Boeing 737 MAX Accountability: Shareholder Litigation Against Boeing Board & House Transportation Committee Issues Scathing Report (Part I of II)
Boeing is the new poster child for corporate governance failures and misconduct. Move over Wells Fargo, General Motors, Volkswagen, Novartis, Siemens and Wal-Mart, and make room for Boeing. Like General Motors and its ignition switch scandal, innocent consumers were killed as a direct result of corporate governance failures and blatant misconduct.
Boeing’s 737 MAX was rolled off the factory floor with fanfare and great expectations for success. The FAA approved the airplane for operation in 2017. It was a modern fuel-efficient airplane. No one ever expected the tragedy that would occur over a six month period – the first MAX crash of Lion Air flight in Indonesia on October 28, 2018, and the Ethiopian Airlines crash on March 10, 2019. A total of 346 innocent passengers were killed in these two crashes. Boeing is now subject to multiple investigations and lawsuits around the world.
The 737 MAX suffered two significant crashes within a five-month period. The common component in both of the accidents was Boeing’s new flight control feature – the Maneuvering Characteristics Augmentation System or MCAS. Boeing developed the MCAS to address stability issues in certain flight conditions as a result of the plane’s new, larger engines and their relative placement on the 737 MAX compared to an earlier 737 model.
Shortly after the second crash on March 13, 2019 of the Ethiopian Airlines Boeing MAX, the FAA grounded the 737 MAX, following similar grounding orders in China, the EU, Canada and others. Boeing argued that s simple software fix for MCAS would allow the 737 MAX to return to service quickly; unfortunately, the aircraft is still grounded because of newly discovered safety issues emerging.
Boeing Shareholder Litigation
Boeing is subject to shareholder derivative suits challenging its board oversight performance. If ever there was a case where a board violated Caremark and Ritter standards, Boeing’s board displayed an utter disregard for ensuring proper safety oversight and monitoring of safety controls.
Boeing shareholders recently filed a second, more comprehensive complaint challenging the Boeing board for its faulty performance. The shareholder’s lawsuit cites numerous internal company documents that demonstrate the board failed to exercise proper oversight over management and to respond specifically to MAX engineering problems.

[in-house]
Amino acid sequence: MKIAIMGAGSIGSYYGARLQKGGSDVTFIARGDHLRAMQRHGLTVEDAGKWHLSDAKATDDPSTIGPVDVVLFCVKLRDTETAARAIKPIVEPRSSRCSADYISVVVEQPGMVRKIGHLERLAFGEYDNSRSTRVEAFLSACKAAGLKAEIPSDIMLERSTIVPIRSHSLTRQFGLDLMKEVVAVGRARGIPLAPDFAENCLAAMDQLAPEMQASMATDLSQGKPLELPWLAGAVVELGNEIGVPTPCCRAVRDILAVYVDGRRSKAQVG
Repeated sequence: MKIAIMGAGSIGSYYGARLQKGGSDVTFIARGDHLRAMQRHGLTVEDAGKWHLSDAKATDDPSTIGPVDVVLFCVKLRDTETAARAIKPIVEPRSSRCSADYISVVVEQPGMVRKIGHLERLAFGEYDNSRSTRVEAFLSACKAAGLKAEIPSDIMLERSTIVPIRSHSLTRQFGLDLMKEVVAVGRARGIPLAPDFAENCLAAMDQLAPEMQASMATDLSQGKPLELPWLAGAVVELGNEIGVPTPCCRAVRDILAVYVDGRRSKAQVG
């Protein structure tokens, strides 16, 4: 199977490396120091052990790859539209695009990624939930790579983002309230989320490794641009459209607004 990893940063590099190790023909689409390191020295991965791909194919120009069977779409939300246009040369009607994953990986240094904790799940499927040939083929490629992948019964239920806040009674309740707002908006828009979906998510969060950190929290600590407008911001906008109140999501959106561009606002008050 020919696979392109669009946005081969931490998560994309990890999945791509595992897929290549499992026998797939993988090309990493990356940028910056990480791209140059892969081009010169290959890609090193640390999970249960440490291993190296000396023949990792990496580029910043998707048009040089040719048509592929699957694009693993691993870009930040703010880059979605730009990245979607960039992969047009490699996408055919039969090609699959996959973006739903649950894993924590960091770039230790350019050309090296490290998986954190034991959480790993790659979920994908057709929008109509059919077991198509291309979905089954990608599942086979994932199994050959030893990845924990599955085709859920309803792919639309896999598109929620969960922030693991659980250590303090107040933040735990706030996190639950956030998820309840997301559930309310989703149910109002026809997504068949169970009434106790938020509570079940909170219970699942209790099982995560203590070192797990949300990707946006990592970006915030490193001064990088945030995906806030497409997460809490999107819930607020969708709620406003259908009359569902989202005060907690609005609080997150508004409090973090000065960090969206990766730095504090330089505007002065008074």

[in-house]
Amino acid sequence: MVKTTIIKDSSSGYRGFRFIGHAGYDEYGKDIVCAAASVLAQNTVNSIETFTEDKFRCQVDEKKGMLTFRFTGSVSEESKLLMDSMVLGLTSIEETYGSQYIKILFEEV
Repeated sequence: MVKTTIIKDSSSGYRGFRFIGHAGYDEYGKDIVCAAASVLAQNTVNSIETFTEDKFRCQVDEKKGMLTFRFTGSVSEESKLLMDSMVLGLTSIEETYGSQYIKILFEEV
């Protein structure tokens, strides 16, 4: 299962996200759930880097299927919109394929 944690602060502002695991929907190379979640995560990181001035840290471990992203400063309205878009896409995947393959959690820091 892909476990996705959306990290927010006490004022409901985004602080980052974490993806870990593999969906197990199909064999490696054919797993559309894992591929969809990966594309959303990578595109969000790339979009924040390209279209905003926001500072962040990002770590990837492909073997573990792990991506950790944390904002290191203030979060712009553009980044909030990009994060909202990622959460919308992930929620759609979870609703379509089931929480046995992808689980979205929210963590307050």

The plaintiffs in the lawsuit are New York and Colorado public pension funds. According to the plaintiffs, Boeing’s board lacked an organized mechanism to identify and track safety concerns.
After the initial crash in October 2018, Boeing directors did not meet for nearly a month in an optional conference call. After the second crash, the board created an interim airplane safety committee which held several meetings with sparse attendance by board members. The lawsuit alleges that the board was not briefed on any safety issues until weeks after the the second, Ethiopian Airline crash.
In response to emerging safety concerns, Boeing’s then-CEO, Dennis Mullenberg, allegedly misled directors by insisting the Boeing 737 MAX was safe, and the board consciously disregarded Mullenberg’s failure to provide factual reports about the reasons for the crashes. The board passively failed to ask Mullenberg any questions to test and verify his conclusory statements to the board.
House Transportation Committee Investigative Report
Adding to Boeing’s challenges, the House Transportation Committee issued its long-pending investigation report. The picture painted in the report is not pretty.
After an exhaustive 18 month investigation, the House Transportation Committee concluded that there were multiple missed opportunities to ensure a safe MAX design and reverse flawed technical design criteria, faulty assumptions about pilot response times and production pressures.
The FAA also bears responsibility for failing to adequately review and correct Boeing’s MAX 737 errors and safety flaws. The FAA failed in its oversight of Boeing and its certification of the aircraft.
The 737 MAX crashes were not the result of a singular failure, technical mistake or mismanaged event. Instead, the two horrific crashes were the culmination of a series of faulty assumptions by Boeing’s engineers, a lack of transparency on Boeing’s management, and grossly inefficient regulation and oversight by the FAA.